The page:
Aircraft: Remos GX. Injuries: 1 Fatal. Location: Westminister, Md. Aircraft damage: Destroyed.
What reportedly happened: The pilot was also a mechanic. He disassembled the airplane for storage during the winter. The Remos is designed with foldable wings and a removable tail to facilitate storage and transportation. He subsequently reassembled the Remos and inspected it with the intent of delivering it to a new owner.
He then flew the airplane to an airport where a ballistic parachute system was installed, then departed for another airport to deliver the airplane to the new owner.
According to witnesses on the ground, about 20 minutes after takeoff, when the airplane was about 50 feet above the ground, it suddenly pitched down, then crashed.
Investigators determined that the airplane’s elevator had become disconnected. The flight controls were actuated by a series of push-pull rods. The respective push-pull rods for the left and right ailerons and elevator controls featured a “quick-fastener” to disconnect and reconnect the respective flight control.
The post-crash examination revealed that the elevator quick-fastener was disconnected. In addition, the ballistic parachute system was not activated, and the activation handle, which was mounted on the center console, was found secured with a padlock. The key for the padlock was found on a key ring with the ignition key, which remained inserted in the ignition switch.
The preflight checklist located in the pilot operating handbook required a check of the quick-fasteners and the ballistic parachute activation handle before every flight. Associated placards were also present in the cockpit.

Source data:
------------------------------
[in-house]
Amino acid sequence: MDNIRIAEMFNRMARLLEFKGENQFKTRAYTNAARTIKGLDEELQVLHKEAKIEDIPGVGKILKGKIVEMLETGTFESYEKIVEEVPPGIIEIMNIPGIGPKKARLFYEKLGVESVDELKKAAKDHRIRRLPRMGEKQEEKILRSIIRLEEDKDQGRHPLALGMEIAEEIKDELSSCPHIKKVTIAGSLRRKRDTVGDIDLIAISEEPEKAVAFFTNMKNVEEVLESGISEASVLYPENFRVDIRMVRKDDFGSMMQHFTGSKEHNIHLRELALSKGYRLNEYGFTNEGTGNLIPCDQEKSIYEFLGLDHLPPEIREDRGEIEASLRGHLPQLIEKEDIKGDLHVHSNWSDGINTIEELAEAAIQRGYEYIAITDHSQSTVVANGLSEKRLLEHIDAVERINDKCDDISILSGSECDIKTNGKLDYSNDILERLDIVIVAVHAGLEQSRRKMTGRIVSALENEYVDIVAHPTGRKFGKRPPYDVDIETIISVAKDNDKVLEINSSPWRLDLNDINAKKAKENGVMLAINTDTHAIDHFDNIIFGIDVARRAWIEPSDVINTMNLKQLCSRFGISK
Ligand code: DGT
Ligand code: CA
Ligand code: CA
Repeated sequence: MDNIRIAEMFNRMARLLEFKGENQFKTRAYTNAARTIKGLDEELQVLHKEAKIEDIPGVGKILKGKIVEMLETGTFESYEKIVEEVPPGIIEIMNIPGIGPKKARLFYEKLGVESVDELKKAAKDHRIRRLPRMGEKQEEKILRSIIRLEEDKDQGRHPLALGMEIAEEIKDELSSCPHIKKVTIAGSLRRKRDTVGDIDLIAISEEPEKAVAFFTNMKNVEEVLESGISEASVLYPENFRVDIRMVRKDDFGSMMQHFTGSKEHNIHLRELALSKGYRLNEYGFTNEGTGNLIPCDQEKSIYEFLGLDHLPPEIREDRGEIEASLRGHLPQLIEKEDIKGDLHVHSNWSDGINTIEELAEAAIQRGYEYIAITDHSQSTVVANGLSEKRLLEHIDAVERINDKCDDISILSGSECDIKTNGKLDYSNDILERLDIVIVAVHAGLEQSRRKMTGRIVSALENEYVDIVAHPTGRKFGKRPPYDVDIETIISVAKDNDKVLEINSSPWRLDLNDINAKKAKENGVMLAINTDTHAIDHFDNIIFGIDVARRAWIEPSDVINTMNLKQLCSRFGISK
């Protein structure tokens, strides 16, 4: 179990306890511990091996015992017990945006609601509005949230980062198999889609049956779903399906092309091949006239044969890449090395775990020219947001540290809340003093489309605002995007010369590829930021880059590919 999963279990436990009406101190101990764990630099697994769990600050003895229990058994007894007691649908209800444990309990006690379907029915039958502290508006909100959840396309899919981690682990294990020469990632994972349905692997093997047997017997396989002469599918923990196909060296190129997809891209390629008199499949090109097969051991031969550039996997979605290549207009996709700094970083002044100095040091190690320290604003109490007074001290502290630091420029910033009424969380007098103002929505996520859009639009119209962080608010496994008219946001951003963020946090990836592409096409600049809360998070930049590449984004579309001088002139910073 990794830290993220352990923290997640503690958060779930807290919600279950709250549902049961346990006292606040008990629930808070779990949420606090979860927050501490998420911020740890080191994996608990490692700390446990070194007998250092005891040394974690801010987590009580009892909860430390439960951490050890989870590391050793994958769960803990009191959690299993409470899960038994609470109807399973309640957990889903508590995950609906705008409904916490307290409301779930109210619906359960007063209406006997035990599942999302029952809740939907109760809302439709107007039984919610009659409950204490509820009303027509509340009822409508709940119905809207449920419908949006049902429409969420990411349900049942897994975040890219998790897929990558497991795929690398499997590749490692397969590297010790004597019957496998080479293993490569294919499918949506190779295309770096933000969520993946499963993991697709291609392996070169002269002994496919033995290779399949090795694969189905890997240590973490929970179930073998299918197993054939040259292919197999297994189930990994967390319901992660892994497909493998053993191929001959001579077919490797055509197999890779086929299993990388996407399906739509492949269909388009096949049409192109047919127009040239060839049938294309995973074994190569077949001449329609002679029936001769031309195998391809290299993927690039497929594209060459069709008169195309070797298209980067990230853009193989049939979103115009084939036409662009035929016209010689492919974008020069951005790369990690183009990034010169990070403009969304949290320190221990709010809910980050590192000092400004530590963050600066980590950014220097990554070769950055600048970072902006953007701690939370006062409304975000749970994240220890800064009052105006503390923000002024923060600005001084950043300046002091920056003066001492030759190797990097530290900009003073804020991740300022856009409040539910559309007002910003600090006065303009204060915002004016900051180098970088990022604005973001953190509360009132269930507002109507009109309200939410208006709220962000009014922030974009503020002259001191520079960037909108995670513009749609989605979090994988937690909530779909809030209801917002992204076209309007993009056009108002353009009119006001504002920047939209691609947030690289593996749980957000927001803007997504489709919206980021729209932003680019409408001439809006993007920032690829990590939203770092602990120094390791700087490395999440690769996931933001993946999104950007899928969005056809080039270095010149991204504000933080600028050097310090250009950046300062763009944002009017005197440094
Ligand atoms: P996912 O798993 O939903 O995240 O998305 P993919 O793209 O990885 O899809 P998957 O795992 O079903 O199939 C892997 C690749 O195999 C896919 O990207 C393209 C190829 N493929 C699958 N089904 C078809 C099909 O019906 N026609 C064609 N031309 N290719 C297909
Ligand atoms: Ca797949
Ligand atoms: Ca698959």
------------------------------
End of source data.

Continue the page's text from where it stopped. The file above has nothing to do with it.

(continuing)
Investigators determined the pilot had at least three opportunities to identify an improperly secured elevator quick-fastener since he assembled the airplane. At least two of those opportunities occurred after the installation of the ballistic recovery parachute system.
While it could not be determined if the pilot would have used the airplane’s ballistic recovery parachute system, his failure to remove the padlock from the activation handle precluded the option of deploying the system during the accident flight.
Probable cause: The pilot’s inadequate preflight inspection, which failed to ensure that the elevator quick-fastener was properly secured, resulting in an inflight elevator control disconnect and subsequent loss of control during the ensuing emergency landing. Contributing to the accident was the pilot’s failure to remove the padlock from the airplane’s ballistic recovery system parachute activation handle.
NTSB Identification: ERA12FA395
This June 2012 accident report is are provided by the National Transportation Safety Board. Published as an educational tool, it is intended to help pilots learn from the misfortunes of others.